Video: COVID-19 or 91-DIVOC: Reflecting on the Wall Street-Main Street Disconnect

In the early months of 2020, the economy was in a seemingly good state. However, due to COVID-19, the S&P 500 index saw its quickest decline in history. Although economic data remains weak, the stock market is surging.

Join Austin Hagaman and Ryan Fause for a conversation on the disconnect between the surging market and the economic slowdown.

Video Transcript:

Ryan Fause: Hi guys, we are here today to highlight the recent article we posted to our blog on that reflects on the recent disconnect between the surging stock market and the economic slowdown.

Austin Hagaman: Thanks Ryan Fause. We entered 2020 with a seemingly good economy. Then COVID-19 arrived sending the S&P 500 index on its quickest decline in history. Well since that point, we have retraced some of those loses. The economic data is still weak, and the certainty remains high.

Ryan: Very true. This has been a core conversation piece with clients. The divergence between weak economic data and the stock market’s performance is not unusual for times like today. This is particularly true because the stock market is forward looking and being priced according to the prospect of what the future holds while the economic data is backward looking. So, from a forward-looking perspective, we have definitely made progress since this pandemic started. States are starting to open up their doors for business, local streets in Red Bank and in other towns have been closing to make room for outdoor dining. It’s almost like Paris, France is coming to New Jersey and other states.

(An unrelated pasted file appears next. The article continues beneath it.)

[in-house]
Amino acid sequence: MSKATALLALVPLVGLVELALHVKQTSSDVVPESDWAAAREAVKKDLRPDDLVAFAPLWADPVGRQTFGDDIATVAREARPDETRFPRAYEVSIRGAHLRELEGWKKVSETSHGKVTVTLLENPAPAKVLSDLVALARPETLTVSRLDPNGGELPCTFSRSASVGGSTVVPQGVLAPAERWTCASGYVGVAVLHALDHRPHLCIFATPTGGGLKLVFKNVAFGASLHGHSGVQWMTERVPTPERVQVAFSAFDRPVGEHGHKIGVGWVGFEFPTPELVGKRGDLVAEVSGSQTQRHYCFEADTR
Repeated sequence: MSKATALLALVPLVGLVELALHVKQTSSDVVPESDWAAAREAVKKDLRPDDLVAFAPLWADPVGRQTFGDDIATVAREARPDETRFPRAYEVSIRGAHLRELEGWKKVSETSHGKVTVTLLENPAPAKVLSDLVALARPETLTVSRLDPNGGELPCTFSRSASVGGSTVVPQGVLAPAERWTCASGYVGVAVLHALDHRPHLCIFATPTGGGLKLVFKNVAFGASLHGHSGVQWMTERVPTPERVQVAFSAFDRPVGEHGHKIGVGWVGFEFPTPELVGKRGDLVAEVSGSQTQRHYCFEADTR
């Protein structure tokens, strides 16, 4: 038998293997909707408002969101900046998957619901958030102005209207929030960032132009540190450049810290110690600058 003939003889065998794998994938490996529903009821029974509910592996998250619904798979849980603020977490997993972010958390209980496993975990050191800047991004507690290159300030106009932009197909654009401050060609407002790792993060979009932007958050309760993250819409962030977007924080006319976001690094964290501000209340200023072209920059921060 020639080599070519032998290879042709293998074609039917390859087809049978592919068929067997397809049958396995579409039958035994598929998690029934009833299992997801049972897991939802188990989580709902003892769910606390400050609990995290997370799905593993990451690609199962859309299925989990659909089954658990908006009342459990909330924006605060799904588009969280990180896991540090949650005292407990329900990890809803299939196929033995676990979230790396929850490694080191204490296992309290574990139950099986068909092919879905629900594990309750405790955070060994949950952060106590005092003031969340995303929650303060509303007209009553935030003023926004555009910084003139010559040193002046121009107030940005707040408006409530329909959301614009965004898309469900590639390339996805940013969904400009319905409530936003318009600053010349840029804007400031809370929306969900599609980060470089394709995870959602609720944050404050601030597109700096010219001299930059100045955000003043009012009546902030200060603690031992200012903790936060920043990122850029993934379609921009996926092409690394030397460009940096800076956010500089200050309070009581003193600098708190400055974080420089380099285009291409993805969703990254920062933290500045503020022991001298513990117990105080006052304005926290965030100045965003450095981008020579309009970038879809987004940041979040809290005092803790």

Austin: This is very true. The Federal Reserve and the Government really do deserve credit in helping to create an economic bridge to better times. It’s remarkable actually that many global stock indices have bounced back so quickly. What do you think about the tech-rich NASDAQ 100 and how it’s now in positive territory for the year?

Ryan: Well the NASDAQ 100 is very tech heavy and is also market cap weighted. So, for both reasons, it may not be the best gauge of the total economy. Smaller publicly traded companies offer a very different perspective as well. If we look at a small cap index or even an equal weight S&P 500 index, we see it improving but at a slightly more muted pace. We reviewed a great chart recently showing the relative valuations of the tech-heavy NASDAQ 100 and the S&P 500. They are at levels not seen since 1999 during the tech bubble.

Austin: Yes, and we would argue that valuations today would reflect a different world than back then. Today’s tech companies have stronger balance sheets, stronger missions and are not built up on that same 1999 euphoria in our view. But this is still an interesting observation worth watching as we need to judge the sustainability of technology-oriented performance.

Ryan: Also true. So, the time-tested approach of diversification may serve investors very well in the months and quarters to come. Portfolio construction requires looking ahead and today that is somewhat more challenging than usual.

Austin: Well thank you Ryan. This has been a great conversation. I would just like to say to all participants – please feel free to reach out to us with any questions and comments. I hope everyone remains safe and well.

Ryan: Thanks Austin. If any of our viewers want to dive a little deeper into this topic and maybe some other wealth management related articles, please check out our blog at Thanks again, stay safe everyone.

COVID-19 or 91-DIVOC: Reflecting on the Wall Street-Main Street Disconnect